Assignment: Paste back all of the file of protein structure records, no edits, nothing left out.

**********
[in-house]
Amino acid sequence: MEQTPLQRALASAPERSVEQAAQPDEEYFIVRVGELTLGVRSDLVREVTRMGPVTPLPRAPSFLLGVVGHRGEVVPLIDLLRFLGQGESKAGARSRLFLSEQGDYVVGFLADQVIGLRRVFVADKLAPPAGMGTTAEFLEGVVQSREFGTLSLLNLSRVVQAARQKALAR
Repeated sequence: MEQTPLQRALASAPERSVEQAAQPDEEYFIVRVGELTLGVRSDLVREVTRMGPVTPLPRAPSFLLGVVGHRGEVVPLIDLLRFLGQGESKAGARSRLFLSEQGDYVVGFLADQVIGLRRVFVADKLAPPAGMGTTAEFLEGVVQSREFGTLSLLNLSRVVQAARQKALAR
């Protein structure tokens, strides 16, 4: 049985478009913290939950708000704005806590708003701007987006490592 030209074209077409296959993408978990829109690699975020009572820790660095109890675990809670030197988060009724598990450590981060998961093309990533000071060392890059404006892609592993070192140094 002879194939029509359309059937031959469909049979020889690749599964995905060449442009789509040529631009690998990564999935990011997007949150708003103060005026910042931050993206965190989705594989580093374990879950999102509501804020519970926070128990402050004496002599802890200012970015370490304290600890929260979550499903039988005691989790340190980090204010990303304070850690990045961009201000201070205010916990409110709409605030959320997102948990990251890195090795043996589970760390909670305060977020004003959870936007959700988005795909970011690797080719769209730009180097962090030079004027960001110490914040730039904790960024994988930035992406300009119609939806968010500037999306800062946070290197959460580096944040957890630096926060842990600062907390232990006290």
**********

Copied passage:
[in-house]
Amino acid sequence: MEQTPLQRALASAPERSVEQAAQPDEEYFIVRVGELTLGVRSDLVREVTRMGPVTPLPRAPSFLLGVVGHRGEVVPLIDLLRFLGQGESKAGARSRLFLSEQGDYVVGFLADQVIGLRRVFVADKLAPPAGMGTTAEFLEGVVQSREFGTLSLLNLSRVVQAARQKALAR
Repeated sequence: MEQTPLQRALASAPERSVEQAAQPDEEYFIVRVGELTLGVRSDLVREVTRMGPVTPLPRAPSFLLGVVGHRGEVVPLIDLLRFLGQGESKAGARSRLFLSEQGDYVVGFLADQVIGLRRVFVADKLAPPAGMGTTAEFLEGVVQSREFGTLSLLNLSRVVQAARQKALAR
């Protein structure tokens, strides 16, 4: 049985478009913290939950708000704005806590708003701007987006490592 030209074209077409296959993408978990829109690699975020009572820790660095109890675990809670030197988060009724598990450590981060998961093309990533000071060392890059404006892609592993070192140094 002879194939029509359309059937031959469909049979020889690749599964995905060449442009789509040529631009690998990564999935990011997007949150708003103060005026910042931050993206965190989705594989580093374990879950999102509501804020519970926070128990402050004496002599802890200012970015370490304290600890929260979550499903039988005691989790340190980090204010990303304070850690990045961009201000201070205010916990409110709409605030959320997102948990990251890195090795043996589970760390909670305060977020004003959870936007959700988005795909970011690797080719769209730009180097962090030079004027960001110490914040730039904790960024994988930035992406300009119609939806968010500037999306800062946070290197959460580096944040957890630096926060842990600062907390232990006290």